Type 2 diabetes is characterized by insulin resistance—poor glucose utilization by peripheral tissues such as skeletal muscle—and compensatory increase in circulating insulin levels (hyperinsulinemia) and hyperglycemia. Hyperinsulinemia increases insulin-like growth factor (IGF) which is correlated with an increased risk of breast cancer.  Hyperinsulinemia also decreases the plasma levels of insulin-like growth factor-binding protein 1 (IGF-BP1) and thus increases the levels of bioactive IGF-1.3

Three biological pathways have been proposed to explain the pathophysiological basis of increased breast cancer risk in diabetic patients: activation of the insulin pathway, activation of the IGF signaling transduction pathways, and dysregulated sex hormone signaling pathways.4 Insulin and IGF-1 (or IGF-2) bind to their respective receptors and activate common signaling mediators, such as RAS-RAF-MEK-ERK MAP kinase pathway, and PI3K-AKT kinase pathway.  MAP kinase and AKT kinase pathways are key signal transduction pathways promoting cell proliferation and preventing apoptosis. (Figure 1) Breast cancer cells express high levels of insulin receptor (IR), insulin-like growth factor receptor (IGFR), and IGFR/IR hybrid receptor.  Breast cancer patients with diabetes also have high plasma levels of estrogens and androgens, low sex hormone binding globulin levels,4 and high levels of inflammatory mediators which promote tumor growth and metastasis. 9 Patients with preexisting diabetes may also preclude aggressive or even optimal cancer treatment due to increased incidence of treatment-related complications.5 In addition, these patients have higher risk of hospitalizations due to chemotherapy-associated toxicities, such as neutropenia, anemia, or any cause (OR, 1.38; 95% CI=1.23, 1.56).6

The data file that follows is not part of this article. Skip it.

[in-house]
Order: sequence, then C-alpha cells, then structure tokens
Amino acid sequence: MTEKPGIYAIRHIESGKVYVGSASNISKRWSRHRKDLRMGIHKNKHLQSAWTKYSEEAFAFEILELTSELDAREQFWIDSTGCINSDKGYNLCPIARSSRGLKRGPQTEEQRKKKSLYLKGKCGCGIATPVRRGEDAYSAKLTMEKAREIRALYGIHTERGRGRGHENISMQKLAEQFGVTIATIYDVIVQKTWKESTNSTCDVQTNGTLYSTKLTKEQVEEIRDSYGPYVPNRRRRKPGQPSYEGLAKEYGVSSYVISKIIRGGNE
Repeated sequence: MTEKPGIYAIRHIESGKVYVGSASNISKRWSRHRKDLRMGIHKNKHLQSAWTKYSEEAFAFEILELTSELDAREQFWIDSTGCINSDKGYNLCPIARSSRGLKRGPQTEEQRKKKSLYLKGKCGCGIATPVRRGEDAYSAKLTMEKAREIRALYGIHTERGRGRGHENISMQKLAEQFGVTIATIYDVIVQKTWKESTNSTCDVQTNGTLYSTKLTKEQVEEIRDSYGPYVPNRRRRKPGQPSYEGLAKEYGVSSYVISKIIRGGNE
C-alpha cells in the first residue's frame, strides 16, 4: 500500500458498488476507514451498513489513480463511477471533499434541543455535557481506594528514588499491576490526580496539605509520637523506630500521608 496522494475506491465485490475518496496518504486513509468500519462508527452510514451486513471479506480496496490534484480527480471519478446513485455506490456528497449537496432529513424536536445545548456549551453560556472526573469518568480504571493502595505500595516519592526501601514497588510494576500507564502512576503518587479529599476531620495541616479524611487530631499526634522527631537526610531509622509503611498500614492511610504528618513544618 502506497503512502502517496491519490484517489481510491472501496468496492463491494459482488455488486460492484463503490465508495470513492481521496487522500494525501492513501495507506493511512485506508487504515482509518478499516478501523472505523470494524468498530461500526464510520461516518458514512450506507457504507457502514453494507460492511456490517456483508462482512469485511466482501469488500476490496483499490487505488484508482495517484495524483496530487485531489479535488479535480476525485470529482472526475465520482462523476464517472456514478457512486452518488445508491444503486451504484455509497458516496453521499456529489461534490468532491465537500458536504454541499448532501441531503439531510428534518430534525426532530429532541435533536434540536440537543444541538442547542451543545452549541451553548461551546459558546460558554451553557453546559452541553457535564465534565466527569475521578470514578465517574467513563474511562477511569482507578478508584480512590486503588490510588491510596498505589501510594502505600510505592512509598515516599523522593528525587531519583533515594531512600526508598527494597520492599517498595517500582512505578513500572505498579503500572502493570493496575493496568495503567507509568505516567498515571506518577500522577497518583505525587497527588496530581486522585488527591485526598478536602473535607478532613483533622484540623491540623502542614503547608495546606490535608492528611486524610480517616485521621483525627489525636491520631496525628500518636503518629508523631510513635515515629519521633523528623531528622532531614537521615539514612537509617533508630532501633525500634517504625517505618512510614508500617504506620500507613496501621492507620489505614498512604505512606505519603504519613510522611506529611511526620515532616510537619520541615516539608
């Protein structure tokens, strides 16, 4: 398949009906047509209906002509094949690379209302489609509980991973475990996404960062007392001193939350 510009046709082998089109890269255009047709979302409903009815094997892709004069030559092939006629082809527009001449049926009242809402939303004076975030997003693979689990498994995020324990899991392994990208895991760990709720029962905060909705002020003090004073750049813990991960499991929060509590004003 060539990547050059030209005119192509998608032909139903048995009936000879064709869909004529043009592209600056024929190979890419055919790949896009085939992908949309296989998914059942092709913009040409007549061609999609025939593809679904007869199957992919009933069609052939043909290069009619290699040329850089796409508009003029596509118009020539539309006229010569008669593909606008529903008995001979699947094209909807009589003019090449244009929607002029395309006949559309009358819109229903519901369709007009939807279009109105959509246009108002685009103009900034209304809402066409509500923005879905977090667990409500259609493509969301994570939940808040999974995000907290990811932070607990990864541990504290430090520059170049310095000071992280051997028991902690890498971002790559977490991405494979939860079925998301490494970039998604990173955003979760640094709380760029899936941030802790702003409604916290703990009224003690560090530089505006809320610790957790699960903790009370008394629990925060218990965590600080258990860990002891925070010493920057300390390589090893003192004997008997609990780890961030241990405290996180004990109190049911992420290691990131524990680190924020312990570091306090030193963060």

It is estimated that 30% of the patients with chronic hyperglycemia and symptomless diabetes remain undiagnosed at the time of breast cancer diagnosis.  These breast cancer patients may end up with poor prognosis which otherwise could have been prevented.  Hemoglobin A1C (A1C) levels provide precise estimation of blood glycemic levels, and is a preferred test for diagnosis of diabetes.  A1C levels above 7% are associated with increased cardiovascular risk.  In a study of 3003 early breast cancer survivors, Erickson et al5 found that less than half of the 3% of patients with A1C ≥7.0% reported that they had diabetes on the self-report questionnaire, and only 10% of the 3% with A1C levels between 6.5% and 6.9% reported that they had diabetes.

Undiagnosed or underreported diabetes has serious implications for breast cancer prognosis.  The risk of death in early breast cancer patients increases significantly with hyperglycemia: patients with A1C levels of 6.5% to 6.9% and ≥7.0% were 60% (HR, 1.6; 95% CI=1.00-2.57) and three times (HR, 3.01; 95% CI=2.05-4.43), more likely to die within the follow-up period compared to those with A1C levels of less than 6.5%.5  These authors, however, also raised important caveats—it was not clear if there is a threshold A1C level for elevated risk of poor prognosis, and if increased risk of death was due to cancer recurrence or cardiovascular and other diabetic complications.5